• Clients want to transparently locate business components and services in a uniform manner.

    Forces:

    • Vendor dependencies are exposed to the clients, we want to encapsulate vendor dependencies for registry implementations, and hide the dependency and complexity from the clients.

    • Complexity and duplication of lookup and creation. Clients want to centralize and reuse the implementation of lookup mechanisms.

    • Clients may need to reestablish connection to a previously accessed business object.

    • Clients want to avoid performance overhead related to initial context creation and service lookups.

    Solution:

    • Use a Service Locator to implement and encapsulate service and component lookup. A Service Locator hides the complexities of Initial Context creation, lookup, and object re-creation:

    Consequences:

    • Abstracts complexity of lookups.

    • Uniform lookup for all clients.

    • Improves network performance.

    • Improves client performance by caching.

    Proxy

    Problem:

    • Provide a stand-in or placeholder to another object, in order to control access to it.

    Forces:

    • The desired object may be inaccessible (if it exists in a different address space).

    • The desired object may be expensive to instantiate and you want to delay its creation until absolutely necessary.

    • The desired object may need to be protected from unauthorized access.

    • You may need to perform special actions upon accessing the desired object.

    Solution:

    • Use a Proxy to provide a separate implementation of interface and working code for location transparency:

    Consequences:

    • Decouples interface and implementation by providing two objects.

    • Proxy handles all incoming requests to the object, it knows how to contact the object if it is remotely located.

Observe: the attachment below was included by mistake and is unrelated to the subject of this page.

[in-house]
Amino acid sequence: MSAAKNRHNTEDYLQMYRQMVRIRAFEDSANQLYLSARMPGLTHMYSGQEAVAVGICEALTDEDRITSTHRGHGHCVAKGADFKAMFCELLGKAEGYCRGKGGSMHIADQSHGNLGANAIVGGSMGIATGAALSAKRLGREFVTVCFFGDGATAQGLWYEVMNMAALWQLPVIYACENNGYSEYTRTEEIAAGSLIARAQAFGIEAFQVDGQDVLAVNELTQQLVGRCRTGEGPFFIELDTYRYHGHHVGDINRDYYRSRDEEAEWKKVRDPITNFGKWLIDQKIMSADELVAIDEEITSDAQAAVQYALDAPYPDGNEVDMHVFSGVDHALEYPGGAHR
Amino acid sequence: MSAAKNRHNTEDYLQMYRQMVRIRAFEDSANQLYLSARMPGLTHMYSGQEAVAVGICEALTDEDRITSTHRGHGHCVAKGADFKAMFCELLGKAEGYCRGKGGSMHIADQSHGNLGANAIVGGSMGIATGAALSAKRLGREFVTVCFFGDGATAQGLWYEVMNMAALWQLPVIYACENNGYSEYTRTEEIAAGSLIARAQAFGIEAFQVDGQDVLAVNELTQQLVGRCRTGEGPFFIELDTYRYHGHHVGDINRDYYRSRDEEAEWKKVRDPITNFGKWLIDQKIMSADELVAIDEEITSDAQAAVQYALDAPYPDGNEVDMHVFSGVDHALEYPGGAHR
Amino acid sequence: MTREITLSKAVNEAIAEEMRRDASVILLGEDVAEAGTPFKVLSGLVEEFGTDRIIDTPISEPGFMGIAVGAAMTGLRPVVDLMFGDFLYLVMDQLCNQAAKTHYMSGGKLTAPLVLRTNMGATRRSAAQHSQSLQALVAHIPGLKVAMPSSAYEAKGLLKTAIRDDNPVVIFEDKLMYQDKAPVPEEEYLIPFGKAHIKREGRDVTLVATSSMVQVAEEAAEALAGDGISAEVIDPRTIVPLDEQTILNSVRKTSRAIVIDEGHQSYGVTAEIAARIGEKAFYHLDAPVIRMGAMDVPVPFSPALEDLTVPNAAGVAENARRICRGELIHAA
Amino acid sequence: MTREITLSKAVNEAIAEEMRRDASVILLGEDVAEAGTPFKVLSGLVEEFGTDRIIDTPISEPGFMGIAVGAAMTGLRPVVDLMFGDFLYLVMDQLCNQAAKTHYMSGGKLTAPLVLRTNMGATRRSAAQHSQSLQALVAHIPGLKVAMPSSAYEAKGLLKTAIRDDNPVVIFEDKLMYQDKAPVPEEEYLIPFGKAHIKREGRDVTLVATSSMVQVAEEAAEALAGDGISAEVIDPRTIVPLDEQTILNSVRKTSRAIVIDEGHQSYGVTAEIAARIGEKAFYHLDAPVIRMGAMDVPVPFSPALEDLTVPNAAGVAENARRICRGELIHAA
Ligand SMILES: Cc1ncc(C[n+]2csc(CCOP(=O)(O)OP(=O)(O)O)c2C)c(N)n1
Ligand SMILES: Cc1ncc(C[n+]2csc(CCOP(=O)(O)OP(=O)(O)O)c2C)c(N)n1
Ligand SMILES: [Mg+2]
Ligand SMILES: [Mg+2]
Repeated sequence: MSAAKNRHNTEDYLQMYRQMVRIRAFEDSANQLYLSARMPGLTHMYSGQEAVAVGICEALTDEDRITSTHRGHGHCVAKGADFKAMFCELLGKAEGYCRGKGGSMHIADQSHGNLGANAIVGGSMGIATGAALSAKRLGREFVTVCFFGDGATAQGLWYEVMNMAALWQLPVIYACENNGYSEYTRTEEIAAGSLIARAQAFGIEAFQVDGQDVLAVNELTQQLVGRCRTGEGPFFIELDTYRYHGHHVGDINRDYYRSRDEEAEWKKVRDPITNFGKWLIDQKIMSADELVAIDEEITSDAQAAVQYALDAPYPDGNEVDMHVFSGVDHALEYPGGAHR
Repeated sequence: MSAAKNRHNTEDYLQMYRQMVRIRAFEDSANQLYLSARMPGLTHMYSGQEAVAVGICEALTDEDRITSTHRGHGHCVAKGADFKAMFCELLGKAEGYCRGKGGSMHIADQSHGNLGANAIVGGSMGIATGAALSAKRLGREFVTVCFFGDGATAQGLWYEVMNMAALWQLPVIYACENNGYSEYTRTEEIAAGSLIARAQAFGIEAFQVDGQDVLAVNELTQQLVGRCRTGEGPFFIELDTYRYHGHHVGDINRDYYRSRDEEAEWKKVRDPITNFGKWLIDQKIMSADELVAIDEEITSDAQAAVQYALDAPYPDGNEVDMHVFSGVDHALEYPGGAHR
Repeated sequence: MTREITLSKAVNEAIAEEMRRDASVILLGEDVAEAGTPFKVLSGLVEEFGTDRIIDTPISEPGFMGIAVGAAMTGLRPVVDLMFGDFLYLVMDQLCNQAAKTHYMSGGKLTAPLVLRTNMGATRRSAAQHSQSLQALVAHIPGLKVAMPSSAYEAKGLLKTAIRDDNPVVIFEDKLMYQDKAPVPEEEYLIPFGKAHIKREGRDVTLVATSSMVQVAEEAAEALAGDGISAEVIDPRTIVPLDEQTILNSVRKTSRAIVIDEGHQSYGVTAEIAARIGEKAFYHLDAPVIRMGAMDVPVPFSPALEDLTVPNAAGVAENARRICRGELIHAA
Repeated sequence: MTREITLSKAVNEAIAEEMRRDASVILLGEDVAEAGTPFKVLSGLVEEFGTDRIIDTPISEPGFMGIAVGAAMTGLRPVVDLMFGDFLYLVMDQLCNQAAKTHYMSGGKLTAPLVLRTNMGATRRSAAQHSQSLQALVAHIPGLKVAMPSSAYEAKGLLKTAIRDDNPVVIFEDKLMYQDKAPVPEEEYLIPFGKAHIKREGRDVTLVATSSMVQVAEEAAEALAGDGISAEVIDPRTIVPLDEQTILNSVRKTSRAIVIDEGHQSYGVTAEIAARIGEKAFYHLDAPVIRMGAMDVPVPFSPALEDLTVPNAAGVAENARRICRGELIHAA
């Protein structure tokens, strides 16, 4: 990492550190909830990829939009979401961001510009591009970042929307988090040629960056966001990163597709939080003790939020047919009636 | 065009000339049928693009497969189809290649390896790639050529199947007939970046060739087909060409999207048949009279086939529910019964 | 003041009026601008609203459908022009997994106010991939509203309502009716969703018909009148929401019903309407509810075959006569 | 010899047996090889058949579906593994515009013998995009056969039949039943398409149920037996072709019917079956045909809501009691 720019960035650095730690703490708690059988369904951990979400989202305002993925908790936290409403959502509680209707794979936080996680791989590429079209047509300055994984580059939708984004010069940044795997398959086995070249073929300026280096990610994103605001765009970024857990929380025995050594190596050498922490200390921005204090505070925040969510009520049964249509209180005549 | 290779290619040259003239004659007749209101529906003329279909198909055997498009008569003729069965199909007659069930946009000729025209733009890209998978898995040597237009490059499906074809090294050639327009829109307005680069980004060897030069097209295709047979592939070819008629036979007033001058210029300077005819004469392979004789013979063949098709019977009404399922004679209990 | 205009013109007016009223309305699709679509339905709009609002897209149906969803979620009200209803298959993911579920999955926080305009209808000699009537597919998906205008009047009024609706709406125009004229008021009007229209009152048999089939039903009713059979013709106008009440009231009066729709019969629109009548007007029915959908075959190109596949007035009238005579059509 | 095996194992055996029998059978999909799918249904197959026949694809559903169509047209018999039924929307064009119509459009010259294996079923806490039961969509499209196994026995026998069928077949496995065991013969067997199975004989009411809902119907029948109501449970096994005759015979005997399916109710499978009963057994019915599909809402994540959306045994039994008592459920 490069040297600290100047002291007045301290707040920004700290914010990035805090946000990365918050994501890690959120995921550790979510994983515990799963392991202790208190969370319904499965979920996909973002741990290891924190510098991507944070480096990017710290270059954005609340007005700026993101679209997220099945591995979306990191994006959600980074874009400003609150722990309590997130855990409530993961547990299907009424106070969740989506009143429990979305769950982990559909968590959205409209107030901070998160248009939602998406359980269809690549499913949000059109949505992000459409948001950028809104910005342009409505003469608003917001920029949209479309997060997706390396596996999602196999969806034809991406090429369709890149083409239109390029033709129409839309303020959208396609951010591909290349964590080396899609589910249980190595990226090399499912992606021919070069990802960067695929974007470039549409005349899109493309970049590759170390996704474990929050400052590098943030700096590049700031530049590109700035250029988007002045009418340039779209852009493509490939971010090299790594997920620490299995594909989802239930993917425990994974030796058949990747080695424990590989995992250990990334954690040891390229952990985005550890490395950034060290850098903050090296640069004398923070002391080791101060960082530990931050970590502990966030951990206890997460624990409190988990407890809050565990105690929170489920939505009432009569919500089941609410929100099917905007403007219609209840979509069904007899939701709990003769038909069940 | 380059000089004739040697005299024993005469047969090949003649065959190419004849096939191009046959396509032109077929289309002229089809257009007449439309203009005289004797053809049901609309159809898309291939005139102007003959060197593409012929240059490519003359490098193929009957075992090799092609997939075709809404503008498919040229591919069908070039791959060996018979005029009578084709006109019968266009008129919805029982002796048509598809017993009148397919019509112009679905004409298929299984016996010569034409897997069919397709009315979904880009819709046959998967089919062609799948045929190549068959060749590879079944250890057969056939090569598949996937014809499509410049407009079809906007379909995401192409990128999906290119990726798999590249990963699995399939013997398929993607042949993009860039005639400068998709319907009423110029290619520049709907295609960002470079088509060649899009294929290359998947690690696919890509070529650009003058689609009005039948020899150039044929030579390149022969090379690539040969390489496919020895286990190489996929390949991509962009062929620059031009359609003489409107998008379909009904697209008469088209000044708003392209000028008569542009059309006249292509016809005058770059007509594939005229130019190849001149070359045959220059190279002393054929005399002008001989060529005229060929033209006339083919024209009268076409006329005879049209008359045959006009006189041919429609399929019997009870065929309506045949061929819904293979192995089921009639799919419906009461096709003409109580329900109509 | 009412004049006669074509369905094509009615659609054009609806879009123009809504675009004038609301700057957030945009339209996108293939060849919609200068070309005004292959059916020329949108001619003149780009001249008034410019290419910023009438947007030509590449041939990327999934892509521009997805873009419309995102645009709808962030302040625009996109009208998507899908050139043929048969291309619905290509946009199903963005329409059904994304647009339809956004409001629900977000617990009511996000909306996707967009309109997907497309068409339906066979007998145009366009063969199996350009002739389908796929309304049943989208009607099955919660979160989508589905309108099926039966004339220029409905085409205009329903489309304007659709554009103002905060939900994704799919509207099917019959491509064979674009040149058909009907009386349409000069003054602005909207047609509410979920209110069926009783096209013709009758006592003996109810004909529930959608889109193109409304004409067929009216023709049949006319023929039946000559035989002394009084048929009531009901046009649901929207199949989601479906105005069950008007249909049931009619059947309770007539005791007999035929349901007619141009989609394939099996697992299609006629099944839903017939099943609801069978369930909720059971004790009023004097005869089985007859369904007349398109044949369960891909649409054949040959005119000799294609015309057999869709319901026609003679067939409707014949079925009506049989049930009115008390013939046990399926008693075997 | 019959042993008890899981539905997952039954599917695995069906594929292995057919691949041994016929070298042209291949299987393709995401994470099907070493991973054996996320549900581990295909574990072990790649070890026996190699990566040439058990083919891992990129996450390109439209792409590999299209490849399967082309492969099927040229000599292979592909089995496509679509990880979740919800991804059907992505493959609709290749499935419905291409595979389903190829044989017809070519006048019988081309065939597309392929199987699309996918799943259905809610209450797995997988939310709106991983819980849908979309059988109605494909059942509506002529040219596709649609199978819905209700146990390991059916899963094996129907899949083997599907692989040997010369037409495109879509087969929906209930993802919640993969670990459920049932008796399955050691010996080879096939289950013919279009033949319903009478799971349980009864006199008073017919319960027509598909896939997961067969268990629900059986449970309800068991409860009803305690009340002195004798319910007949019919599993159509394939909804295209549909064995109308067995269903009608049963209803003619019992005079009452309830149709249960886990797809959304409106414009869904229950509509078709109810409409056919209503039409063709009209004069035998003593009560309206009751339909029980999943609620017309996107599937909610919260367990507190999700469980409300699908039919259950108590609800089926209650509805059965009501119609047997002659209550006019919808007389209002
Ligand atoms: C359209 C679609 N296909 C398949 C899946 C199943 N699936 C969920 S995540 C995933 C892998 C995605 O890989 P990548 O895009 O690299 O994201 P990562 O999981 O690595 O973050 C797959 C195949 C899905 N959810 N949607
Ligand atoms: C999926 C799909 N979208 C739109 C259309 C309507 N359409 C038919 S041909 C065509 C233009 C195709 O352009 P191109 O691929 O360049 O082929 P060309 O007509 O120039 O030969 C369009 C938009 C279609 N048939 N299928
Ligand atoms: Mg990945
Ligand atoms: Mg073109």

• Proxy passes along all authorized communication to the object (and prevents unauthorized communication).

    • If the Implementation class changes, the Proxy remains the same.

    • An example is the EJB's Remote Interface.

    Session Façade

    Problem:

    • Tight coupling between clients and business tier; fine-grained access.

    Forces:

    • You want to avoid giving clients direct access to business-tier components, to prevent tight coupling with the clients.

    • Numerous business objects are exposed over the network.

    • No uniform access to business tier. You want to centralize and aggregate all business logic that needs to be exposed to remote clients.

    • Clients are exposed to complex interactions and interdependencies of business objects. You want to hide the complex interactions and interdependencies between business components and services to improve manageability, centralize logic, increase flexibility, and improve ability to cope with changes.

    Solution:

    • Use a Session Façade to encapsulate business-tier components and expose a coarse-grained service to remote clients. Clients access a Session Façade instead of accessing business components directly. Use a Session Façade to encapsulate the complexity of interactions:

    Consequences:

    • Controller layer for business tier.

    • Uniform exposure of business components.

    • Reduces coupling between the tiers.

    • Provides a uniform coarse-grained access.

    • Centralizes business logic.

    • Centralizes security management.

    • Centralizes transaction control.